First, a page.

It’s time, it’s time. Violet time, that is. In the Northeast, it’s the time of year when many people regard these dainty little flowers as pests in their lush suburban lawns. I see them as an opportunity – a once a year harvest to gather for free. The only thing it costs is your time. Last year I told you all about making violet water and violet jelly, and even using raw violets in a luscious cold lemon violet souffle. This year it’s all about candying violets. It’s a bit tedious, but you can get a bunch of them finished in under an hour. All you need are violets, sugar, egg whites and a small paint brush. It’s kind of a fun project for kids too and I remember making these when my kids were little with my friend and former neighbor Jeannette, who moved back to her home town, Santa Barbara. Gather some violets from your lawn, a nearby park or anyplace that hasn’t been sprayed with pesticides. Pick them with the stems for this recipe since they’ll be easier to maneuver while you’re using the paint brush. Wash the flowers carefully and let them dry. Take one egg white and beat it with a whisk for a few minutes – only until it starts to foam. Then take a small container and put some of the beaten egg white into it. I find it easier than trying to paint the petals directly from the big bowl, but you can find your own comfort level. With the big bowl, I have the tendency to put way too much egg white on the petals. You might be tempted to just dip the flower in the egg white and then dip into the sugar. Go ahead and try but you’ll end up with a big clump of something that’s unrecognizable at a violet. Painting with a brush will allow the individual petals to show. Dip the paint brush in the egg white and holding the stem of the flower in one hand, use the other hand to paint the petals on both sides. I kind of flatten them in the little container and brush each side. Then dip into the sugars. Holding the stem with my left hand, I lay the top of the flower into the sugar, then with my right hand, I use a demitasse spoon to cover the other side with sugar. Use superfine sugar if you can find it – that’s what the white sugar is in the picture. The other sugar is something I’ve had in a container in the basement for probably 10 years and it’s not superfine. The color is also more pink than purple, but hey, I didn’t think it was all that important to take a trip to the store just to find the perfect color match. Shake out the flower and set it on some parchment paper or waxed paper that’s been put on top of a cake rack. The air space will help them dry faster. Unless it’s a humid day, they shouldn’t take too long to dry – a few hours at most. When they’re dry, snip the stems and you’re ready to use them. Here are the ones covered in white superfine sugar. And here are the ones covered in pink sugar that’s not superfine. I also tried using the same technique with some pansies. It’s a little trickier, but you can do it. They are very delicate and break easily, so handle carefully. When they’re completely dry, store in a covered container in a dark, dry place. They don’t keep indefinitely, but they’ll be fine for at least a month, maybe longer. The pansies in particular have the tendency to fade if kept too long.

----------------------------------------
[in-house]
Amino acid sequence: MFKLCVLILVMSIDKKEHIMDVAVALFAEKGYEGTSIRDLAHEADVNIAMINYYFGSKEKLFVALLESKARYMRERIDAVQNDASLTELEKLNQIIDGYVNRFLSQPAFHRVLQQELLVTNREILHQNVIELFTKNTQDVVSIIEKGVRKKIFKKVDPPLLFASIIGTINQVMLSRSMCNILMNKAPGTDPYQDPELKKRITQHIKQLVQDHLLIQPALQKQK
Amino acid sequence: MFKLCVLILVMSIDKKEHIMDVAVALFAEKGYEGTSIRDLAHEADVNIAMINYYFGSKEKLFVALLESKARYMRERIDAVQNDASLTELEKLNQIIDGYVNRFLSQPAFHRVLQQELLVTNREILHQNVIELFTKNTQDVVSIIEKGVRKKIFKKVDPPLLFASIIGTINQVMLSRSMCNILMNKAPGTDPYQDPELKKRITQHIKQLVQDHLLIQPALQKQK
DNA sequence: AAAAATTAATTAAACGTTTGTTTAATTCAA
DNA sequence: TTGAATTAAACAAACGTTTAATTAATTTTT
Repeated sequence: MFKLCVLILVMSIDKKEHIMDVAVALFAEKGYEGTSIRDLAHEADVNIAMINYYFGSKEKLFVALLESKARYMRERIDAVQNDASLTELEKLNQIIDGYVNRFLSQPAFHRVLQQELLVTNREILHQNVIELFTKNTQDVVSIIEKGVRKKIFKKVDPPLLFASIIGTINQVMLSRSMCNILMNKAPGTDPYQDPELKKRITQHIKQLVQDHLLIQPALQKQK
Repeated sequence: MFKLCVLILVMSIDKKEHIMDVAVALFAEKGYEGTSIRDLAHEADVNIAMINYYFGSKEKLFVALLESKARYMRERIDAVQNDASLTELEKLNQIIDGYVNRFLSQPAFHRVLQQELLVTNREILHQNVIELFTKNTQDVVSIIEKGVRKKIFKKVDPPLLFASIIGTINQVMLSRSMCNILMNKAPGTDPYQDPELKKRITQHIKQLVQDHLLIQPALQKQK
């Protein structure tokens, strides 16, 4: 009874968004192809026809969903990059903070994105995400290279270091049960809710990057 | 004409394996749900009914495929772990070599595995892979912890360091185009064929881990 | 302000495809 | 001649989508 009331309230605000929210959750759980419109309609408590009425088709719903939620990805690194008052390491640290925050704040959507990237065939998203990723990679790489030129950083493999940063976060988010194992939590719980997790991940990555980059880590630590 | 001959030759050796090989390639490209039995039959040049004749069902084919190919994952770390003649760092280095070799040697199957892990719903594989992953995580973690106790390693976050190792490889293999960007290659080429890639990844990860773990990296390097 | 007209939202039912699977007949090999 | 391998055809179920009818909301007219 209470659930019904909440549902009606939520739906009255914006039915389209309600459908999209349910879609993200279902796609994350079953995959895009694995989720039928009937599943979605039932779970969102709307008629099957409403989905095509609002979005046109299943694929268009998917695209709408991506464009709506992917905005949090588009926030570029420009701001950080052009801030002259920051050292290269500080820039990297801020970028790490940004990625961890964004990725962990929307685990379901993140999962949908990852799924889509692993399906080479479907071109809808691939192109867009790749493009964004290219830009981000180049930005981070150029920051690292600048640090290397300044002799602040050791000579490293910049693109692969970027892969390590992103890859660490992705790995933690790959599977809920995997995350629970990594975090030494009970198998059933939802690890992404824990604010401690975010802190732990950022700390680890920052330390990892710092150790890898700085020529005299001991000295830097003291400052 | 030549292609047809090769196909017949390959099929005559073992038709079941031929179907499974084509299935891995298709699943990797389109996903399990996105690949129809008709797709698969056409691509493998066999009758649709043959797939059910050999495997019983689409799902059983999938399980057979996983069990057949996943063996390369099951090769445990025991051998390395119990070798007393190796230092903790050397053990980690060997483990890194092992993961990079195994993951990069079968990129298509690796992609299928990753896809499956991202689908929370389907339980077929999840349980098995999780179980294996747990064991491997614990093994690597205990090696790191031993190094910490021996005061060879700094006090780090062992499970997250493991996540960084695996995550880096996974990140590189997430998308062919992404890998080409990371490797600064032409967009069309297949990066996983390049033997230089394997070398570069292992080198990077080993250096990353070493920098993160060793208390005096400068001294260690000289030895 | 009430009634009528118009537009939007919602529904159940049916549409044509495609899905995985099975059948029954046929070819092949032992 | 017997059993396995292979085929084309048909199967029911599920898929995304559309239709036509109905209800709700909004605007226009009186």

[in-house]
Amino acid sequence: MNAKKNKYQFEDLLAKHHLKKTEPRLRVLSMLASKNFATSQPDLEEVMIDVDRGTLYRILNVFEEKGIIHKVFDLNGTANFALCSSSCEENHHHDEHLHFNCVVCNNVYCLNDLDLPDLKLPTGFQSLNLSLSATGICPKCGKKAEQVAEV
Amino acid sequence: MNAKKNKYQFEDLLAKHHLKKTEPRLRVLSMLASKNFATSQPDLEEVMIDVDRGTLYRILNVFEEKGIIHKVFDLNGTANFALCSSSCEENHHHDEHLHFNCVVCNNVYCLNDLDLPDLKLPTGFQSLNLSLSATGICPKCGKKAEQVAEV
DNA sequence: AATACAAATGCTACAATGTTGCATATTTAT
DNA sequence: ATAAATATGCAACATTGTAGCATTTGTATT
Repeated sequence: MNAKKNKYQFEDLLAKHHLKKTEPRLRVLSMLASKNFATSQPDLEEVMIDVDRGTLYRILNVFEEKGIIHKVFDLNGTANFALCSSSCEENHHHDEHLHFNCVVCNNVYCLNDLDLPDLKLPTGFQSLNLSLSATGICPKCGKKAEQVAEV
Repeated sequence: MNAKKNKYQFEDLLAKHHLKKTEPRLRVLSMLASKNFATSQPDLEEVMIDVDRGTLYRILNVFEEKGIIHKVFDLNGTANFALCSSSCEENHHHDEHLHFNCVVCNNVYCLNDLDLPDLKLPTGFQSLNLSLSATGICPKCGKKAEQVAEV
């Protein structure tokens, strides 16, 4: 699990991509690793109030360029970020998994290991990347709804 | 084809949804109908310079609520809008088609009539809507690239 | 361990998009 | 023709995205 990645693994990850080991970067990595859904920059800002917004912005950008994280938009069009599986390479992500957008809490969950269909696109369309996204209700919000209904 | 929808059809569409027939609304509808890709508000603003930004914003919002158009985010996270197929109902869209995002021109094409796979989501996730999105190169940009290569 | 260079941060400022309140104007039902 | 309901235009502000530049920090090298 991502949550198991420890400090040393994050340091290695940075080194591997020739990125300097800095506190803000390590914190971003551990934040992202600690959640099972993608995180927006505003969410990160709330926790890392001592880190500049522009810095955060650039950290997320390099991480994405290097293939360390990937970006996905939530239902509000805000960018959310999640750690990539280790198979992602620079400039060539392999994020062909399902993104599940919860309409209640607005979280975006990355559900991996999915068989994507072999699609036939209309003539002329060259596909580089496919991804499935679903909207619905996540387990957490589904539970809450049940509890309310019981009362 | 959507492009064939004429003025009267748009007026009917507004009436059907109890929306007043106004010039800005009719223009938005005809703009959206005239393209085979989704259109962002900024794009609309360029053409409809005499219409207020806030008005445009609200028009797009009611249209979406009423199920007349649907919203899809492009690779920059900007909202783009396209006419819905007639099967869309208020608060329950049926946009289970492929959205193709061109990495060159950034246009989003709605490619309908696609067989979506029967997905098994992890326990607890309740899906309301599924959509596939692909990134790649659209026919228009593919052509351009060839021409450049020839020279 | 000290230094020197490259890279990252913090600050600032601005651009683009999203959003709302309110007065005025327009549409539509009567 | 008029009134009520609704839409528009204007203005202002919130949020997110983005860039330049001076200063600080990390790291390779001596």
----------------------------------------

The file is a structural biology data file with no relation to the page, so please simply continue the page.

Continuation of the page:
Use these to decorate cakes, cupcakes or other desserts. I’ve got a great recipe for you coming up in my next post using these candied violets, so get out there and start foraging this weekend.